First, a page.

When ambitious James Whelan (Mark Hesketh) moves to faraway Dublin to take up a job that will greatly enhance his prospects, his pretty sweetheart Nan (Aislish Symons) must decide whether he is worth waiting for. Unsure of what she truly wants, and not short of other suitors, Nan rebels against James’s plans for their future and refuses to commit herself.
When we next come across the young people, several years have passed. James’s drive and hard work have paid off and he is now a successful entrepreneur, but Nan’s choices have not stood her in such good stead and the pair now meet on very different terms.
Teresa Deevy’s play, written in 1937 but enjoying its UK premiere now, bowls along at an engaging pace, but is let down in places by Gavin McAlinden’s safe and static directing style. This isn’t helped any by Katie Lias’s unimaginative design, which does very little to summon the atmosphere of 1930s small town Ireland.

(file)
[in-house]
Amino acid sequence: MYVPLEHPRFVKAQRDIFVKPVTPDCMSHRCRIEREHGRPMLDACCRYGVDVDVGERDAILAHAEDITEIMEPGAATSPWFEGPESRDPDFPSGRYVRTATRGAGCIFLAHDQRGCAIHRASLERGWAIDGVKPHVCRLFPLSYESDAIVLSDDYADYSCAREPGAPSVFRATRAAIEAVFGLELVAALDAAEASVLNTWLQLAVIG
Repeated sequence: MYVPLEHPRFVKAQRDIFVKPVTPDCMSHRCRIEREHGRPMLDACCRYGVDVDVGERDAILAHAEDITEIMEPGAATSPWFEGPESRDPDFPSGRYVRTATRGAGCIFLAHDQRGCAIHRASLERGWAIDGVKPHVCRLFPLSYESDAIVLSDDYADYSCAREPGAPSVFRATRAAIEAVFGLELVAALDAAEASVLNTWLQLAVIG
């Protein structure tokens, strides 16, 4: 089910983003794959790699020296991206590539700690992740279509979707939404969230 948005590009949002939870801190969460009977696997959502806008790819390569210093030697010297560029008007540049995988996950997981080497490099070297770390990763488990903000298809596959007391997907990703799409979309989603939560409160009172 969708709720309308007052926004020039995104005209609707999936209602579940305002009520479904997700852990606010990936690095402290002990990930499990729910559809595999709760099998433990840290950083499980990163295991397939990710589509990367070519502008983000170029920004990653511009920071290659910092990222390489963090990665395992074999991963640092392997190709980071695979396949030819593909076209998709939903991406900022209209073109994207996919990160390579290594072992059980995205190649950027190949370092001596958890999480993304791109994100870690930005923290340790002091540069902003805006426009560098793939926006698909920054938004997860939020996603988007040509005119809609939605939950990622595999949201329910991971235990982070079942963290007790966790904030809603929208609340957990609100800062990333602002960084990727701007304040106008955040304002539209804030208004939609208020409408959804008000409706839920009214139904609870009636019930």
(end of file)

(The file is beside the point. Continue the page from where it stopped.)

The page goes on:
Hesketh doesn’t achieve the tortured intensity necessary to justify James’s prideful, contradictory outbursts, but nuanced supporting performances from Siobhán McSweeney and Conor Short provide real insight into the pernicious effects of pride and ambition on old friendships.
Deevy wrote six plays for the Abbey Theatre, Dublin in the 1930s before submitting Wife to James Whelan to the theatre’s conservative new management in 1937. It was rejected and Deevy made to understand that her status as a married woman effectively prevented any future plays of hers being produced there. This rather old-fashioned and occasionally heavy-handed production doesn’t allow Deevy’s writing to shine in the way that it might, but it’s a worthy monument to a talented writer who was sadly side-lined by the politics of the day.